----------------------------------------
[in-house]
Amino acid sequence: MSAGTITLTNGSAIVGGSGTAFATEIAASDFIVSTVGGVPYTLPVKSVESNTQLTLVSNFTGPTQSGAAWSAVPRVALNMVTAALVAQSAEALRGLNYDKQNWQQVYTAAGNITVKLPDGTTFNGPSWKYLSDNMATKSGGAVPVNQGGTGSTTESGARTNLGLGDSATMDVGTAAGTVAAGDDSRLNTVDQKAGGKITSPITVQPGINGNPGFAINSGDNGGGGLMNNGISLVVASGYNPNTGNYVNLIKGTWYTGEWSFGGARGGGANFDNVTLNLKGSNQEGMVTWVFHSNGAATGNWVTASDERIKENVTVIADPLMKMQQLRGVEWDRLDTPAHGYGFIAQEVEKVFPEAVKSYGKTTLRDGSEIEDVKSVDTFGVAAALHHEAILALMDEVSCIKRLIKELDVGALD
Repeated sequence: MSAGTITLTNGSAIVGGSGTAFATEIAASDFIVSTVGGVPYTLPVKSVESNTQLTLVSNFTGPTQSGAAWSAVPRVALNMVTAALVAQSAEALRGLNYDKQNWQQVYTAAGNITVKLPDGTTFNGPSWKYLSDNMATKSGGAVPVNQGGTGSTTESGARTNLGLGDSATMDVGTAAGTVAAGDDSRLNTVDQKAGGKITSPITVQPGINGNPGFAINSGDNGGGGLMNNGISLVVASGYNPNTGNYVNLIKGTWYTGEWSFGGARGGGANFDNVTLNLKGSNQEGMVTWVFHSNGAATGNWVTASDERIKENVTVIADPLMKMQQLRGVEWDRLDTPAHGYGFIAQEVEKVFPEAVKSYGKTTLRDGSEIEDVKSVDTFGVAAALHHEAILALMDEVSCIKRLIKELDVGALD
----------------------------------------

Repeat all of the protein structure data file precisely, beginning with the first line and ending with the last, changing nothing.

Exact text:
[in-house]
Amino acid sequence: MSAGTITLTNGSAIVGGSGTAFATEIAASDFIVSTVGGVPYTLPVKSVESNTQLTLVSNFTGPTQSGAAWSAVPRVALNMVTAALVAQSAEALRGLNYDKQNWQQVYTAAGNITVKLPDGTTFNGPSWKYLSDNMATKSGGAVPVNQGGTGSTTESGARTNLGLGDSATMDVGTAAGTVAAGDDSRLNTVDQKAGGKITSPITVQPGINGNPGFAINSGDNGGGGLMNNGISLVVASGYNPNTGNYVNLIKGTWYTGEWSFGGARGGGANFDNVTLNLKGSNQEGMVTWVFHSNGAATGNWVTASDERIKENVTVIADPLMKMQQLRGVEWDRLDTPAHGYGFIAQEVEKVFPEAVKSYGKTTLRDGSEIEDVKSVDTFGVAAALHHEAILALMDEVSCIKRLIKELDVGALD
Repeated sequence: MSAGTITLTNGSAIVGGSGTAFATEIAASDFIVSTVGGVPYTLPVKSVESNTQLTLVSNFTGPTQSGAAWSAVPRVALNMVTAALVAQSAEALRGLNYDKQNWQQVYTAAGNITVKLPDGTTFNGPSWKYLSDNMATKSGGAVPVNQGGTGSTTESGARTNLGLGDSATMDVGTAAGTVAAGDDSRLNTVDQKAGGKITSPITVQPGINGNPGFAINSGDNGGGGLMNNGISLVVASGYNPNTGNYVNLIKGTWYTGEWSFGGARGGGANFDNVTLNLKGSNQEGMVTWVFHSNGAATGNWVTASDERIKENVTVIADPLMKMQQLRGVEWDRLDTPAHGYGFIAQEVEKVFPEAVKSYGKTTLRDGSEIEDVKSVDTFGVAAALHHEAILALMDEVSCIKRLIKELDVGALD